You have to wonder though, digital summons? What sort of DRM laws apply to THAT? Maybe that'll be a major plot. Like, the main character is some sort of cracker warez pirate that's cracking warez by programming variables in her androgynous Linux distro.
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Prime Mover
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« Reply #68 on: January 23, 2008, 06:40:51 PM »

My take on the FF themes:

FF7 - Life
FF8 - Love and psychological trauma
FF9 - Humanism (chosing one's own path/destiny in the face of what others intended)
FF10 - Death
FF12 - Suikoden
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MeshGearFox
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« Reply #69 on: January 23, 2008, 08:04:15 PM »

btw, i seriously don't like this art direction much. Hyperrealistic is boring.
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Hidoshi
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« Reply #70 on: January 23, 2008, 11:28:57 PM »

'kay. I'm done. I'm out.

http://www.imageno.com/6upl58w7m66kpic.html

No. Fuck off, this isn't Final Fantasy anymore. This game looks like shit.
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Lucid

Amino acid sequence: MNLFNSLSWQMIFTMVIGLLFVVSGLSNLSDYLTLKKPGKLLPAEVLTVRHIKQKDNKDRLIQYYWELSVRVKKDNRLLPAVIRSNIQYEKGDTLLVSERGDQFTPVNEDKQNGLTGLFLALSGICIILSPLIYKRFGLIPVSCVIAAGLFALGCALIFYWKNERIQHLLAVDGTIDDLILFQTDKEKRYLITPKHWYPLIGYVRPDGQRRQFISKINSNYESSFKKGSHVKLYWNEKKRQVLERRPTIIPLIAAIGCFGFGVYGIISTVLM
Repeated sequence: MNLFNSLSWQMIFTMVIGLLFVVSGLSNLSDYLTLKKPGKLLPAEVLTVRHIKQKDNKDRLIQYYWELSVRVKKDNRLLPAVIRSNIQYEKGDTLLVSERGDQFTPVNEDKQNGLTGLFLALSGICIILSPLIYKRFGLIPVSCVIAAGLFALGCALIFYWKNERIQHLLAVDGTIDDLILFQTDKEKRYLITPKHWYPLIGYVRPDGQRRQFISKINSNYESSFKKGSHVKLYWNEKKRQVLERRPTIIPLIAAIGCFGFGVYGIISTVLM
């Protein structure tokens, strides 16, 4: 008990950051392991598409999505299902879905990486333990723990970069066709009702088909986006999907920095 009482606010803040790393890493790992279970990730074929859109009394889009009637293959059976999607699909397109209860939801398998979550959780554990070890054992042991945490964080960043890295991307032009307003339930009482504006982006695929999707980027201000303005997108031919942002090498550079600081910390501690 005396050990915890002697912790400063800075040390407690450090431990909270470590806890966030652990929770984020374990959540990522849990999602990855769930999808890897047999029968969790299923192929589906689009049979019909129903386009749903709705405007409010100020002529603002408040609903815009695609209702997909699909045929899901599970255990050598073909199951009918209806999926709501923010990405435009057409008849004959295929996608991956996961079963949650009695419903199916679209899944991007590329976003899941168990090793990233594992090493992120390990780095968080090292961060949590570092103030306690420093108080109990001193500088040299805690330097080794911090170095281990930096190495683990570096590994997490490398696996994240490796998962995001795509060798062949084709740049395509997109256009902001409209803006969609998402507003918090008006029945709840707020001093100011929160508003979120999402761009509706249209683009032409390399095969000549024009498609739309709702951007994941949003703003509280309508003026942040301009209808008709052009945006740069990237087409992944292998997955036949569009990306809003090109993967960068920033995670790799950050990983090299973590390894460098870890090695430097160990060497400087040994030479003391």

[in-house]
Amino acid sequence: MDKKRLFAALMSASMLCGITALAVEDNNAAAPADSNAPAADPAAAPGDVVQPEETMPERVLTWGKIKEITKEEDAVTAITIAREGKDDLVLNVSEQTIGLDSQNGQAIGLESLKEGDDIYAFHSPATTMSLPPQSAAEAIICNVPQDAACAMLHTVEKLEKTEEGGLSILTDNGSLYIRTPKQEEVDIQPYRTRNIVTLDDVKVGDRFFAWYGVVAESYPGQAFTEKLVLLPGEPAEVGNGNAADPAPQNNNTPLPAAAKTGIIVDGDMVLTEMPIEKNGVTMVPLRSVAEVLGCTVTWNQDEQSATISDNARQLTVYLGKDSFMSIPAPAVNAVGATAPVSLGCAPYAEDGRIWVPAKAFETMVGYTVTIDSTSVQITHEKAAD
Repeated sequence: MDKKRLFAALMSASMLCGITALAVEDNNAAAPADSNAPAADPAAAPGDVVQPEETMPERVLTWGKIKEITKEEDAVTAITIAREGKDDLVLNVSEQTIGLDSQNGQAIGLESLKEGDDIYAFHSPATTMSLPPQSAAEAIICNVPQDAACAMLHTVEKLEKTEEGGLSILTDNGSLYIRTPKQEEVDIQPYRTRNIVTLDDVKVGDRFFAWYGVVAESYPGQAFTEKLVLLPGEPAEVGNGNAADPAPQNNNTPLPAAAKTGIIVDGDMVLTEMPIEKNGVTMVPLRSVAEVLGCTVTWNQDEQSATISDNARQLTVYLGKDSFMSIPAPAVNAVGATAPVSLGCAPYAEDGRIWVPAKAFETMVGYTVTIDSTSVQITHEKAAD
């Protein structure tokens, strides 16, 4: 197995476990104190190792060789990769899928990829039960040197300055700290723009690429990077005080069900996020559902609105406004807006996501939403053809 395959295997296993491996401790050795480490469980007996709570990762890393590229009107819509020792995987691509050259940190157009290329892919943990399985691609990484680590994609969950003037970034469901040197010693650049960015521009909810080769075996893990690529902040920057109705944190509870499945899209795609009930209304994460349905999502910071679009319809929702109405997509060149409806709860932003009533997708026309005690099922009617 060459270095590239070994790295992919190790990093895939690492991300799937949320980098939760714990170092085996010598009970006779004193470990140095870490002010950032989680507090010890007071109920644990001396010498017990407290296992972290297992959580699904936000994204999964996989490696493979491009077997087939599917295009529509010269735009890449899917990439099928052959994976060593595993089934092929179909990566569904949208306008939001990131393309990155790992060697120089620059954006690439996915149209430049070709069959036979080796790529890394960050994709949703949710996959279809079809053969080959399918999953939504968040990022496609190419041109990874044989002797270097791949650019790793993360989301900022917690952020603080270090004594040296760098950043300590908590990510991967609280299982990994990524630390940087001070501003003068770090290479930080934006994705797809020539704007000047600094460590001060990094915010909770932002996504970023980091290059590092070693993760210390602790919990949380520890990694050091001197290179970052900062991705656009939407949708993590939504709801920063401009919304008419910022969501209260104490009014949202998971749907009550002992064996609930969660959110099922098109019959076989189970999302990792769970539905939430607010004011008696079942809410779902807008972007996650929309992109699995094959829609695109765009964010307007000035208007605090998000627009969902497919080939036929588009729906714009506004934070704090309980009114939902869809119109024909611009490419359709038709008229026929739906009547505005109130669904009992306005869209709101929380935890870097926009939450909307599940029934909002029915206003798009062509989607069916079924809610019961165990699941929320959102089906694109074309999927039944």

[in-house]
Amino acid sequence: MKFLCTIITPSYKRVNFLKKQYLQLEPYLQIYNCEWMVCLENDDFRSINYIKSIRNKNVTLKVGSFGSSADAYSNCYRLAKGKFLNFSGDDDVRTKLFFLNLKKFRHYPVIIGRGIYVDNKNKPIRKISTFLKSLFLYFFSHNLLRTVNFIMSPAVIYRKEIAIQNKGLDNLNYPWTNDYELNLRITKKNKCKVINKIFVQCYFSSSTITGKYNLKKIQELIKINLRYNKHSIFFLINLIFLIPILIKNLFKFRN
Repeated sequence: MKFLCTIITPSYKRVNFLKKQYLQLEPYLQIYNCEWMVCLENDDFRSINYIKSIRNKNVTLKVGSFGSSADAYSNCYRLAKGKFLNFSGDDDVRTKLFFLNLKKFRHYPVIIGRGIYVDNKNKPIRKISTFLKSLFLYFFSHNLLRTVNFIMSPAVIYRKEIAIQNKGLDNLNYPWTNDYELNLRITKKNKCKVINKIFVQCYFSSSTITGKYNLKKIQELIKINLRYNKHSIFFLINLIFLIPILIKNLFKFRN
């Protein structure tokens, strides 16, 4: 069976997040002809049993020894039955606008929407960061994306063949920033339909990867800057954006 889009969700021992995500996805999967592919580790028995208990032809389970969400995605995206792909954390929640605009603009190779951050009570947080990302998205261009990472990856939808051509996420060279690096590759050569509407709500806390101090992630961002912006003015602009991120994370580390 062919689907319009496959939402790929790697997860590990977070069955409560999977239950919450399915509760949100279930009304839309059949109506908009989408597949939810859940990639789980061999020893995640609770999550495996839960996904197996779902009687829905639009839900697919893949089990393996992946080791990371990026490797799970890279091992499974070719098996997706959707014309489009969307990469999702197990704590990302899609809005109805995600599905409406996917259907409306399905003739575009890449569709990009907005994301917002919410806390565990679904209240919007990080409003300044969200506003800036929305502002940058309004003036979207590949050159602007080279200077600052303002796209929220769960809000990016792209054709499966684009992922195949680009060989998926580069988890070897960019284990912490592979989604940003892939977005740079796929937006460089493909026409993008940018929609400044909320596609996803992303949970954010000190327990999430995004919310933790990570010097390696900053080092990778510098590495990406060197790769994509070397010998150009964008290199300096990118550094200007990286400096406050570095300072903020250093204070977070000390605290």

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« Reply #71 on: January 24, 2008, 01:02:14 AM »

Quote from: "Hidoshi"
'kay. I'm done. I'm out.

http://www.imageno.com/6upl58w7m66kpic.html

No. Fuck off, this isn't Final Fantasy anymore.

They remind me of the Turks.
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Eusis
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« Reply #72 on: January 24, 2008, 02:00:29 AM »

For some reason the picture at the bottom of that scan comes off as funny.

... Wait, I know why.





WHERE'S THE EXPLOSION?

Also the concept of them all getting together and getting a ride IN THEIR LIMOUSINE seems incredibly stupid and I can't really explain why. Maybe it's some overdose of Nomura's perception of cool and badass. On the plus they're more or less dressed like normal people with a weird hairdo or two and not in an array of zippers and belts.
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Lard
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« Reply #73 on: January 24, 2008, 02:14:08 AM »

Quote from: "Prime Mover"
My take on the FF themes:
FF12 - Suikoden


What?
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Prime Mover
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« Reply #74 on: January 24, 2008, 04:36:56 AM »

That was a joke, Lard... glad at least SOMEONE caught it. My point was that FF12 was political intrigue, in the same vaign as the Suikoden series. Similarly, it was very under-dramatized and much more concerned with larger issues than individual characters problems. Great for Suikoden, great for FF12, but I do hope they use what they learned from the game, and apply that to a more personal storyline.

BTW: Seriously, guys. I've just been replaying FF7, and NONE of those pictures are anywhere as cheesy as some of the scenes from that game. Cloud rolling in on the bike was laughably cheesy, to name an example. I'm not saying it's good, but that what you're pointing out has been a part of all the games.

I don't like it either, but it's part of final fantasy, and I've learned to look past it. Most of what I have seen for FF13, however, I've been incredibly impressed with.